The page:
bid won't turn it into a realistic one. Anyone who is bidding realistically
should use an agent.
Q: Who uses an agent when they bid?
A: Collectors, dealers, investors and even auctioneers!
Q: Why do auctioneers need an agent?
A: Most auctioneers also operate retail shops or mail order businesses.
They need to buy the same as other dealers. They buy large lots and
collections in another auction, breaking them into smaller lots to run in
their own sales. Auctioneers help special clients build award winning
collections, buying material wherever it shows up, even other auctions.
Some still have their own collections. When they bid they use an agent.
Who knows more about auctions and how they work than the auctioneers
who run them?
Q: OK, I can see there are some advantages to using an agent, but I'm
concerned about one thing. I've been bidding by mail with one auctioneer
for several years, and I'm worried that if I use an agent at his sales, he'll
think I don't trust him.
A: Using an agent will show auctioneers that you're a knowledgeable,
sophisticated bidder. If you care more about what the auctioneer "thinks"
than you do about how your bids are handled or how much things cost
you, by all means don't bid through an agent.
Q: How can I be certain I can trust you or any other agent?
A: Good question! You can't be certain. Picking the wrong agent can
be worse than bidding by mail. Conflicts of interest abound. There are
virtually no regulations or governing bodies dealing with auction agents.
It's important that you check the references of anyone offering to act as
your agent at a sale. How long have they been in business? Are they
regular consignors in the auctions they cover? Ask around. Do they
conduct themselves in a professional manner? Ask auctioneers to give you
names. Then, give the agent you choose a fair chance to prove it's the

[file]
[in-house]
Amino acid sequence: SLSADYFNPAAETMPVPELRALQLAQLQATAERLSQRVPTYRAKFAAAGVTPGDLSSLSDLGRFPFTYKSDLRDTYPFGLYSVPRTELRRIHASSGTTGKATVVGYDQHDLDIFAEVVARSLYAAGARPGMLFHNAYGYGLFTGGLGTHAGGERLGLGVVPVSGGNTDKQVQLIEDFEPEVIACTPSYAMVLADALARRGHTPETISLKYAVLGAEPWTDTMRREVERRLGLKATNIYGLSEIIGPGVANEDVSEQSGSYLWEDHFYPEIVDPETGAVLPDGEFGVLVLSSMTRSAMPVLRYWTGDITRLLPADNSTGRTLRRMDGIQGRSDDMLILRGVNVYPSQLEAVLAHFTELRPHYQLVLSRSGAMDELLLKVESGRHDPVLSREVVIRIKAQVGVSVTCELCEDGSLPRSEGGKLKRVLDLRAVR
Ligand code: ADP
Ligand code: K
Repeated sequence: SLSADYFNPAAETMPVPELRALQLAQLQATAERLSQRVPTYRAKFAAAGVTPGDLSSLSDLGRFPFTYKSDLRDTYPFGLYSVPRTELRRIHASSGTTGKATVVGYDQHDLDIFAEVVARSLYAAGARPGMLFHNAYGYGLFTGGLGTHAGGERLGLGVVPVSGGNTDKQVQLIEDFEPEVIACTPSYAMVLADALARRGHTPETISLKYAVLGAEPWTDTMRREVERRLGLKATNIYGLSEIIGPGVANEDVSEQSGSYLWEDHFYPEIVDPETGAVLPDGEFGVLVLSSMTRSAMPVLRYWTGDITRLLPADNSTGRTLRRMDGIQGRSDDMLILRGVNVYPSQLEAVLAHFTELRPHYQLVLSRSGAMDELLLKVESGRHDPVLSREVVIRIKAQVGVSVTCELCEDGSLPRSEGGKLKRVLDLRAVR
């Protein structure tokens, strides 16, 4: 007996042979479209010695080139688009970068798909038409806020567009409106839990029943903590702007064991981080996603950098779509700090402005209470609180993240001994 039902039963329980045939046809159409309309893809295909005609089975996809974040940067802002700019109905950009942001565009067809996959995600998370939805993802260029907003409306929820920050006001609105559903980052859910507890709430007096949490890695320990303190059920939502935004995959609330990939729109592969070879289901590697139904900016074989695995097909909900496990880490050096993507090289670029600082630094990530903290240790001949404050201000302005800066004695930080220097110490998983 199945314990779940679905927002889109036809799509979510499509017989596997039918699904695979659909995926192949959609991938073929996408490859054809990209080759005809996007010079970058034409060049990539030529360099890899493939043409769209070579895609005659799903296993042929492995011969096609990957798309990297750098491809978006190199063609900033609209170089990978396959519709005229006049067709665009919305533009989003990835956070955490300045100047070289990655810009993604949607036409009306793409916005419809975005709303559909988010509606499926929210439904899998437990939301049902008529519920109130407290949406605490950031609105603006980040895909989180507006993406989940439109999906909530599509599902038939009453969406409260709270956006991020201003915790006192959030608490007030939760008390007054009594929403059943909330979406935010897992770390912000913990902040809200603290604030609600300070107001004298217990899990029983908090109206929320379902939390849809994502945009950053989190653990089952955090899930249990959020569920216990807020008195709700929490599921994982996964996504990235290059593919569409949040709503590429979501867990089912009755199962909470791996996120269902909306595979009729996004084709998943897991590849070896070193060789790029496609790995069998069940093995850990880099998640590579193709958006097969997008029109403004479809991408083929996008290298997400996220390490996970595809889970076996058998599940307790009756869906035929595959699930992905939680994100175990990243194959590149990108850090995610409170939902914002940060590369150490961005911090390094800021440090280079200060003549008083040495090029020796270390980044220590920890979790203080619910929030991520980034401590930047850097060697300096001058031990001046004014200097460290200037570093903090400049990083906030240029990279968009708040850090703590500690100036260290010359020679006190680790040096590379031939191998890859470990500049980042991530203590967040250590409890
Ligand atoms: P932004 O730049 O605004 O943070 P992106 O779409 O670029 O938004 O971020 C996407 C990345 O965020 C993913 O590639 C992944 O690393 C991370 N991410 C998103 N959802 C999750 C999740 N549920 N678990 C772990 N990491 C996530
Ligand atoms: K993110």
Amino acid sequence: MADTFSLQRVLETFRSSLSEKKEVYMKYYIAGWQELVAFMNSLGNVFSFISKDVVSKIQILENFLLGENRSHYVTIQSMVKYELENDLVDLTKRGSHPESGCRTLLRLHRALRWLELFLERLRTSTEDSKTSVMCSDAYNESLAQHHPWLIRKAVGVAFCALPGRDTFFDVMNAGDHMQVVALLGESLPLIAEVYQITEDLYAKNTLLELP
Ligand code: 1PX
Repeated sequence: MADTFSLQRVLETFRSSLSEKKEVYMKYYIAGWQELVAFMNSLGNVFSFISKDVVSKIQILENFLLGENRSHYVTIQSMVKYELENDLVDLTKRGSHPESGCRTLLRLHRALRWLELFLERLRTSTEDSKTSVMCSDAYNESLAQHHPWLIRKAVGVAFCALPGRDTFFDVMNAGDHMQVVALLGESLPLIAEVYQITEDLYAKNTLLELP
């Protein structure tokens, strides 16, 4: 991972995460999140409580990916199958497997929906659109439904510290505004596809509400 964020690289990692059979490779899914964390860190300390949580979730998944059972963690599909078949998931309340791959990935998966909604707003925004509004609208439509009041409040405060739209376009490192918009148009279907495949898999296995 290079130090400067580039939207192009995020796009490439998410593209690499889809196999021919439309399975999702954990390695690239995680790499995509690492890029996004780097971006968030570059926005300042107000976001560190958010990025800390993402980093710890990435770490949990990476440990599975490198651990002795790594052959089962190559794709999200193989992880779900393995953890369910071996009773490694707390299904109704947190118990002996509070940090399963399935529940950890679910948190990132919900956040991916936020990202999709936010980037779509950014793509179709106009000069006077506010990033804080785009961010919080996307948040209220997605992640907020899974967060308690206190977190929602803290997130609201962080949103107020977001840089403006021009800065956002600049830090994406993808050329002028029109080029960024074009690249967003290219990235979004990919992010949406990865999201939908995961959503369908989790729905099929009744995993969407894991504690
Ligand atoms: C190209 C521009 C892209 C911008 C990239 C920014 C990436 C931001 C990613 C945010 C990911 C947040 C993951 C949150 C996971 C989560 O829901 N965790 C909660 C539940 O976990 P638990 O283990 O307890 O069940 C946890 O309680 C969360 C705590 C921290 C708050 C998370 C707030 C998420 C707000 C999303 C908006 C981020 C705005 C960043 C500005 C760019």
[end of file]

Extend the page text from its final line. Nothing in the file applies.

best way to bid.
Q: Are you saying I should use an agent at every public auction, even
those run by auctioneers I trust?
A: Yes. If you buy the concept, you should put it to a fair test. Many
benefits you get from using an agent have little to do with an auctioneer's
integrity (or lack of it).
Q: What benefits are you talking about?
A: When a lot is hammered down to an agent on your behalf, you own it.
(One exception is if the auctioneer has "missed" another floor bid and
re-opens the lot.) When you bid by mail and the lot is hammered down
to you on the "book" you may get the lot. You may not.
Q: You lost me there. What do you mean?
A: Auctions move quickly. It's hard to keep up. People get confused or
lose track of which lot is up for sale. They realize too late that a lot they
wanted has been sold. Or, maybe they suddenly realize a lot sold to a mail
bidder for a real bargain price and they want to buy it.
Q: Too bad. If it's "sold" there's not much they can do, is there?
A: It depends on who "bought" the lot. If it "sold" to a floor bidder, the
lot is gone. But if the lot went "back to the book" or "sold to order" most
auctioneers will re-open the bidding. It's not uncommon for lots which
sold to the "book bidder" during the sale to be sold later to someone else.
Q: That sounds very unfair.
A: Unfair to whom? Consignors who get more money for the lots think
it's very "fair." Remember, the auctioneer's job is to get the most money
for every lot. The mail bidder's "agent" is also the seller's "agent". In this
conflict, it's clear which relationship takes precedence.
Q: Speaking of conflicts, what happens when an agent gets more than one
bid on the same lot?
A: We do the same thing the auction houses say they do. Prior to the
sale we enter them in our bid book. We bid on behalf of our highest
bidder, and buy the lot for the lowest possible price, which is one advance
over our underbid. If the bids are the same, we use any 'tie-breaker'
authority given us by the bidders. If they are still equal, it goes to the
bidder who viewed the lot. If both or neither viewed, the tie goes to the
earliest bidder. If we can't tell which came first, it goes to the bidder on
whom we'll make the best fee. If that's equal, the bidder whose account
is most current gets the lot. Other agents may have their own ways of